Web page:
Indian Pharma Market – Therapy For Growth

Structural reforms
lead to weeding out unhealthy competition

During 2006 and 2007,
the India Rx market bucked the trend of the previous five years by growing at
18% and 13% respectively vs an average growth of 8-9% during 2001 to 2005. This
upward trend is the result of several reforms that have helped reduce fragmentation
by weeding out unhealthy competition from unorganized and small players.

By 2007, approximately
2000 units (40% of the unorganized sector, in terms of business units) closed
down following: (1) the implementation of stricter GMP guidelines from July
2005, (2) application of manufacturing tax (known as excise duty) to the
labeled retail price, as opposed to the significantly lower ex-factory price in
years past, and (3) large companies moving their manufacturing bases to
tax-free zones. The ~2000 units shut down were largely the ones that created
unhealthy competition by resorting to price undercutting.

Organized players to
benefit the most

The unorganized
sector’s business depends on cost arbitrage out of (1) supply of lower quality
(and thus lower priced) products, (2) lower manufacturing tax (excise) on a
lower manufacturing cost (when excise is levied as % of the cost), and (3)
frequent excise duty evasion. The resultant benefits from these are passed on
to the doctor and the chemist to help generate revenues out of these
‘generic-generic’ products. Since these products were also offered at a
significant discount to branded generic products, it created unwarranted
pricing pressure on the entire industry and a decline in average price of drugs
for several years.

The organized sector
derives its revenue from branding and sales promotion. It often cannot compete
in areas dominated by the unorganized sector (largely acute therapies in rural
areas) due to higher costs of manufacturing resulting from healthy
manufacturing practices and lesser chances of excise duty evasion.

These structural
reforms have now negated many the unorganized sector’s previous advantages,
leaving almost 2000 units unviable. This is allowing the bigger companies to
(1) expand their coverage to areas earlier dominated by the unorganized sector,
and (2) increase prices in therapies that earlier experienced severe pricing

Longer lasting impacts

India previously had
~6000 formulation manufacturers, ~5000 of which are SSUs with investments of
less than Rs10m. Of these ~5000 SSUs, ~2000 closed in the post-reform period
2005-2008. While no reliable data source exists to verify the market share of
these SSUs, our industry sources estimate they account for ~10% of the total
market by value; it would be significantly higher in terms of volume.

The organized sector
currently remains heavily concentrated only in the Indian Metros and Class I
cities. A significant portion in the rural and suburban areas is thus catered
to largely by the unorganized sector and offers vast scope for further
penetration by the organized sector. While it is difficult to estimate the
potential customer population, we do know that the organized sector currently
serves ~50% of the population. The remainder currently uses either unbranded
generics or alternative medicines.

Furthermore, the
regulatory body is now coming up with tightened rules for in-house laboratory
practices (Good Lab Practices – GLP) that will put many of the remaining 3000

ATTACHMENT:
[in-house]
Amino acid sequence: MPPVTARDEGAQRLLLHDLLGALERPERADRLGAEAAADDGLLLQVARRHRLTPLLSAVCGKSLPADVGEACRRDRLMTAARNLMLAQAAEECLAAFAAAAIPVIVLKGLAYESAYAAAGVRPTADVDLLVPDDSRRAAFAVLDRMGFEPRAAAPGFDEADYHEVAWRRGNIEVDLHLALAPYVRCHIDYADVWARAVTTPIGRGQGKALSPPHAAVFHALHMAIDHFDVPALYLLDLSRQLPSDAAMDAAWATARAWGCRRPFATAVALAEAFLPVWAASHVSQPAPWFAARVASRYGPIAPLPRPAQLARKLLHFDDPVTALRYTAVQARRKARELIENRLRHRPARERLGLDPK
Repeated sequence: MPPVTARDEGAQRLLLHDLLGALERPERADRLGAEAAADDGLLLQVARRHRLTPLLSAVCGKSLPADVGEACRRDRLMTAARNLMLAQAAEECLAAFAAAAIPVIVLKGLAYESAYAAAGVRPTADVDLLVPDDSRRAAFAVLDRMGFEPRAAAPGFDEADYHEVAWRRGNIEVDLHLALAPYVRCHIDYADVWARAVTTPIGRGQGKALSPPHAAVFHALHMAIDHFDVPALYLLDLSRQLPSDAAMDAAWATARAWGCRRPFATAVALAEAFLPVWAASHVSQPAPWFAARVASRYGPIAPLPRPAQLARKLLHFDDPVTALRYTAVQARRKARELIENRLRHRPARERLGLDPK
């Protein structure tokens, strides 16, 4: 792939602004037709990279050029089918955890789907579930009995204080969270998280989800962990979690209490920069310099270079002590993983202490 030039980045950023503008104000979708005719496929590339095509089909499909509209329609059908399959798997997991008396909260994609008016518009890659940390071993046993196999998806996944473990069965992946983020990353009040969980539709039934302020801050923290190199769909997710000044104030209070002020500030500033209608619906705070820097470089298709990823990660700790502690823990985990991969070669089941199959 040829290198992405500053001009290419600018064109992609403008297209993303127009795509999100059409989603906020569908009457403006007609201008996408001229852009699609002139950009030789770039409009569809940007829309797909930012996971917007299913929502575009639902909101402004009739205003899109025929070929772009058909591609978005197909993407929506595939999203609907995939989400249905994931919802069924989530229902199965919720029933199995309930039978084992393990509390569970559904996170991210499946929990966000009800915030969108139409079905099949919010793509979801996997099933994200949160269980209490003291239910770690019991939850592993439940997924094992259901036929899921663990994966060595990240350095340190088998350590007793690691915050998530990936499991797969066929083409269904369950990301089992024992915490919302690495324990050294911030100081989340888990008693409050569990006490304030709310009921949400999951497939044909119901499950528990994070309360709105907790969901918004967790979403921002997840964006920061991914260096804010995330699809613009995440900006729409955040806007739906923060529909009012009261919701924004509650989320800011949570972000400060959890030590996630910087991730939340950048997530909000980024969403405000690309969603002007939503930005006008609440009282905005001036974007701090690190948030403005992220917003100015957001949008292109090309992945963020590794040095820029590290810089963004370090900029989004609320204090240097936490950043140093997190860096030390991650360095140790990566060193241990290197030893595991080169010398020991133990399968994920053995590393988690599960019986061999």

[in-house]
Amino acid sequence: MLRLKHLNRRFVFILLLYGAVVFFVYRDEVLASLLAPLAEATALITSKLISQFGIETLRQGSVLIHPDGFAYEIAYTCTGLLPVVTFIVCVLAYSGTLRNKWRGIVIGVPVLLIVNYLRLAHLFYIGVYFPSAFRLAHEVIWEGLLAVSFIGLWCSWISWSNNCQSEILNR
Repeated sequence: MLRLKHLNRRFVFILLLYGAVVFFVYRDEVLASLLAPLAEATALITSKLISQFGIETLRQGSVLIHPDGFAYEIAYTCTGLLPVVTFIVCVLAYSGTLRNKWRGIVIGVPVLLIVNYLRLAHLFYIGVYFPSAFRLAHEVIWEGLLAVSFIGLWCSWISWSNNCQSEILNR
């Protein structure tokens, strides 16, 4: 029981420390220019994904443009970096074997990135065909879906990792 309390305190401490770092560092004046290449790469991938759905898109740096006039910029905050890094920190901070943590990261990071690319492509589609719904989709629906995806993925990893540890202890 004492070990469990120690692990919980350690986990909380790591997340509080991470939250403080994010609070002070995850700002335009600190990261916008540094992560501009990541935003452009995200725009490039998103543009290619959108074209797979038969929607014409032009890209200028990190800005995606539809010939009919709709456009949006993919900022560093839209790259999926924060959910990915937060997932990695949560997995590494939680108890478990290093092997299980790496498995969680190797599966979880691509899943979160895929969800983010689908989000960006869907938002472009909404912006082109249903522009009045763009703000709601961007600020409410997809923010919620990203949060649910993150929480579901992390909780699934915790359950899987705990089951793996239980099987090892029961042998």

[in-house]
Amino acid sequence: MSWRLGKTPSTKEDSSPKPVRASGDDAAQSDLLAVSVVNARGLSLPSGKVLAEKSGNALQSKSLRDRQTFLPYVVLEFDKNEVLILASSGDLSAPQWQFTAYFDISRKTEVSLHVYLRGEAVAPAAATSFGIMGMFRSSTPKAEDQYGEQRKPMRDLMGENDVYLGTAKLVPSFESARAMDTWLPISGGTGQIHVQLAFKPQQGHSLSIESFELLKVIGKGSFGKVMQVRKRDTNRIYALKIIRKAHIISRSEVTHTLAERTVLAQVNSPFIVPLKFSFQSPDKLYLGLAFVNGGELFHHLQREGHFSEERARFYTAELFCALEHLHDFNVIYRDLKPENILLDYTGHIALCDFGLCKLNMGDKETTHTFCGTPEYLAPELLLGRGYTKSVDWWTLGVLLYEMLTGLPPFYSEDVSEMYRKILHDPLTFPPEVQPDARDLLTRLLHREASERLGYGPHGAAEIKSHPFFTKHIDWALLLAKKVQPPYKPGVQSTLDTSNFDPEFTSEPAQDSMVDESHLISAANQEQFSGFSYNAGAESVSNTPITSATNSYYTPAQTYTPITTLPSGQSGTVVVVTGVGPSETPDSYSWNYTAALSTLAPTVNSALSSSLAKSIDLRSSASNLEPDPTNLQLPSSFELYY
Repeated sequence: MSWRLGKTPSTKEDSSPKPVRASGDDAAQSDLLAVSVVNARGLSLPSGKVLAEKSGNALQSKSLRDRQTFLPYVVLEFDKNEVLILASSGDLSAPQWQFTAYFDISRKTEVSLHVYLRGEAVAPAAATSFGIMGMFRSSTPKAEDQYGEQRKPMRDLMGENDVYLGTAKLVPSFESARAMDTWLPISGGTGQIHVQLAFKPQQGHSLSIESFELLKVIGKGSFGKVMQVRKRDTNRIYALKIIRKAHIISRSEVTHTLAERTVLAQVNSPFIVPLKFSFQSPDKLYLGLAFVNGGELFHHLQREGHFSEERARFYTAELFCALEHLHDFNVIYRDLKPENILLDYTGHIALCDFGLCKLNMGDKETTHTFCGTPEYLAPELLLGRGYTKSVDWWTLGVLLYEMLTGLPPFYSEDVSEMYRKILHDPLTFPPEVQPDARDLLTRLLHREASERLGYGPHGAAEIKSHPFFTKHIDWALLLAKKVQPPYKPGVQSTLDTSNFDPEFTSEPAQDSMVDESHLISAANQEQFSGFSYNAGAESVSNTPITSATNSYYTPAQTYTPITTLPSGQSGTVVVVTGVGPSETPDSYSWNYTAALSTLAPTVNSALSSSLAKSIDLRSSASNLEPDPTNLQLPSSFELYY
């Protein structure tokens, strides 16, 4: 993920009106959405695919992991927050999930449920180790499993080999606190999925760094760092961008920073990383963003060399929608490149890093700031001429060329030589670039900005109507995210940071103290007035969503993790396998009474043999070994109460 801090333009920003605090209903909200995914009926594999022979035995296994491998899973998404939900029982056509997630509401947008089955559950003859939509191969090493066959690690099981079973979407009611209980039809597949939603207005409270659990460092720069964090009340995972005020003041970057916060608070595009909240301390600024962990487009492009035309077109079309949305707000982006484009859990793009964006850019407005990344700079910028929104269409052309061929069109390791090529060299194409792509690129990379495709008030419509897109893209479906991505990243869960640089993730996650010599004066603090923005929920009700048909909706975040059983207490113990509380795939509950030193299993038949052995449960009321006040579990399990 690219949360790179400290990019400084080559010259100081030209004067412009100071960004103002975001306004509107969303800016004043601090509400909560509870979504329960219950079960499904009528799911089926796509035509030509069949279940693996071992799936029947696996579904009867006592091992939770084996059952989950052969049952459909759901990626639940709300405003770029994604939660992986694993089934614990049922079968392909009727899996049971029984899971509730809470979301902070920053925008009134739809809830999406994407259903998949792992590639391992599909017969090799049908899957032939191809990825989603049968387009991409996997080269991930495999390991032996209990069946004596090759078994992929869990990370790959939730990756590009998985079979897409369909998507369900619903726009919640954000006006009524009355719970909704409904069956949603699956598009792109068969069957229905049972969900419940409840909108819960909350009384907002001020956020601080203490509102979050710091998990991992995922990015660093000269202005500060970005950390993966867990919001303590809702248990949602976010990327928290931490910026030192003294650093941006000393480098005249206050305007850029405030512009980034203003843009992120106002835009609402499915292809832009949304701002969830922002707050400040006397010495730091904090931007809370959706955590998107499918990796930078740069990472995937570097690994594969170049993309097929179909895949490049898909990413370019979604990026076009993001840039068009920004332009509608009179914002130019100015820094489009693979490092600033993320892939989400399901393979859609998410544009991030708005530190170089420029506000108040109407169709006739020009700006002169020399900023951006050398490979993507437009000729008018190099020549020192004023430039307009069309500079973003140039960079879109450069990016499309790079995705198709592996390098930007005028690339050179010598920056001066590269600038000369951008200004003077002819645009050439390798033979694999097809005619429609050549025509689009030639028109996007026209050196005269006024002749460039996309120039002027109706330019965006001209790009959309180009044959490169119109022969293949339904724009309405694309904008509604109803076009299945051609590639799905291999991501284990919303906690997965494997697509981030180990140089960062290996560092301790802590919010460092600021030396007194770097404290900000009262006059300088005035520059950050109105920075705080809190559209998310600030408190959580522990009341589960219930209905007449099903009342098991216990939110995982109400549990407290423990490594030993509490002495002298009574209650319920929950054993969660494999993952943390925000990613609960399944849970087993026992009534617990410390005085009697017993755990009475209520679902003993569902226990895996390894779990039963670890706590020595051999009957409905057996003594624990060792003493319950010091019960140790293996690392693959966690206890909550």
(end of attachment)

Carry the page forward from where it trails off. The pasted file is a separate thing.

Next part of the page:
SSUs under severe pressure.

All in all, we expect
these changes to foster price increases as well as increased demand for higher
quality, ethical products produced by larger scale, organized sector companies.
The impact of these changes should continue to unfold over at least the coming
4-5 years.

Improving economy
provides additional impetus

Key policy reforms
have fortunately coincided with the robust economic growth in India. The
increase in disposable income means people increasingly (1) prefer private
clinics (that generate more prescription demand) over government hospitals, and
(2) opt for higher quality ethical products over low quality and low cost

However the role of
improving GDP in the overall market growth should not be overstated nor should
the relationship between the two be assumed as simply causal. GDP growth is not
the sole force behind domestic pharma growth. As shown in Chart 1, the two
trends are not visibly correlated; there were times when pharma market growth
was at, below or quite exceeded the GDP growth. In 2005-2006, the GDP growth
remained around 8%, however the pharma market growth skyrocketed to 18%.
Certainly, a host of factors are at play. We believe the strongest factor
contributing to the above average growth of Indian pharma is the implementation
of structural reforms.

Domestic market thus
makes Indian Pharma a defensive sector

Although generally
speaking, pharmaceuticals are considered to be a “defensive” sector, most
Indian pharma companies lost their ‘defensive feature’ by focusing on exports
driven by cost arbitrage. This made them very vulnerable to commodity-style
competition and local currency appreciation.

The branded
formulation business offers companies the possibility to pass on the cost to
the consumer while enjoying a relatively inelastic demand. Although there is
also a risk the government could expand its list of products under price
control, this is a more political than real threat as Indian drug prices are
among the lowest in the entire world.

Finally, the domestic
formulation business remains insulated against (1) interest rate risks, (2)
risk of rising input cost impacting profitability, (3) foreign exchange risk,
and (4) oil price risk.

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